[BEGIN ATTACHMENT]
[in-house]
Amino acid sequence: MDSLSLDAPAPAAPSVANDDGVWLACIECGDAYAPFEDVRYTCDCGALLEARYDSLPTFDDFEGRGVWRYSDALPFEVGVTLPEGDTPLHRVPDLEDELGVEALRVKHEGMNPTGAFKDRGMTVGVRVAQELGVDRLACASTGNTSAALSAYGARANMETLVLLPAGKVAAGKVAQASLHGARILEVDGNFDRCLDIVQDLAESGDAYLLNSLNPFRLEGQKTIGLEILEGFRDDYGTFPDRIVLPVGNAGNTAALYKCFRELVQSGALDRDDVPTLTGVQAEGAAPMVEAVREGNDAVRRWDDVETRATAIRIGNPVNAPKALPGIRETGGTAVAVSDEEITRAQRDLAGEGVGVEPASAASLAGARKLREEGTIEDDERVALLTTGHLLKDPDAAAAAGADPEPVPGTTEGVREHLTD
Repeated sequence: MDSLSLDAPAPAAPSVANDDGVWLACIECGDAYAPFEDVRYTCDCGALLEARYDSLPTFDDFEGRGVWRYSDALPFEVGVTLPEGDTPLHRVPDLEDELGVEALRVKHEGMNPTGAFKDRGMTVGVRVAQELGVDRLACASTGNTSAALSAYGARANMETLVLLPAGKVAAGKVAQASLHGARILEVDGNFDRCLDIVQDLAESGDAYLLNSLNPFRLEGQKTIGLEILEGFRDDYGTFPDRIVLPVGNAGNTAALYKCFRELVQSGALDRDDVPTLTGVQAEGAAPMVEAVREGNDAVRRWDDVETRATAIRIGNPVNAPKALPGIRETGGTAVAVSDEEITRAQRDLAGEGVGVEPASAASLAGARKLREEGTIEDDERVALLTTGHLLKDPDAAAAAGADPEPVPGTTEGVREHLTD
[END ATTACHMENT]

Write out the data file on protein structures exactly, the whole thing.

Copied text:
[in-house]
Amino acid sequence: MDSLSLDAPAPAAPSVANDDGVWLACIECGDAYAPFEDVRYTCDCGALLEARYDSLPTFDDFEGRGVWRYSDALPFEVGVTLPEGDTPLHRVPDLEDELGVEALRVKHEGMNPTGAFKDRGMTVGVRVAQELGVDRLACASTGNTSAALSAYGARANMETLVLLPAGKVAAGKVAQASLHGARILEVDGNFDRCLDIVQDLAESGDAYLLNSLNPFRLEGQKTIGLEILEGFRDDYGTFPDRIVLPVGNAGNTAALYKCFRELVQSGALDRDDVPTLTGVQAEGAAPMVEAVREGNDAVRRWDDVETRATAIRIGNPVNAPKALPGIRETGGTAVAVSDEEITRAQRDLAGEGVGVEPASAASLAGARKLREEGTIEDDERVALLTTGHLLKDPDAAAAAGADPEPVPGTTEGVREHLTD
Repeated sequence: MDSLSLDAPAPAAPSVANDDGVWLACIECGDAYAPFEDVRYTCDCGALLEARYDSLPTFDDFEGRGVWRYSDALPFEVGVTLPEGDTPLHRVPDLEDELGVEALRVKHEGMNPTGAFKDRGMTVGVRVAQELGVDRLACASTGNTSAALSAYGARANMETLVLLPAGKVAAGKVAQASLHGARILEVDGNFDRCLDIVQDLAESGDAYLLNSLNPFRLEGQKTIGLEILEGFRDDYGTFPDRIVLPVGNAGNTAALYKCFRELVQSGALDRDDVPTLTGVQAEGAAPMVEAVREGNDAVRRWDDVETRATAIRIGNPVNAPKALPGIRETGGTAVAVSDEEITRAQRDLAGEGVGVEPASAASLAGARKLREEGTIEDDERVALLTTGHLLKDPDAAAAAGADPEPVPGTTEGVREHLTD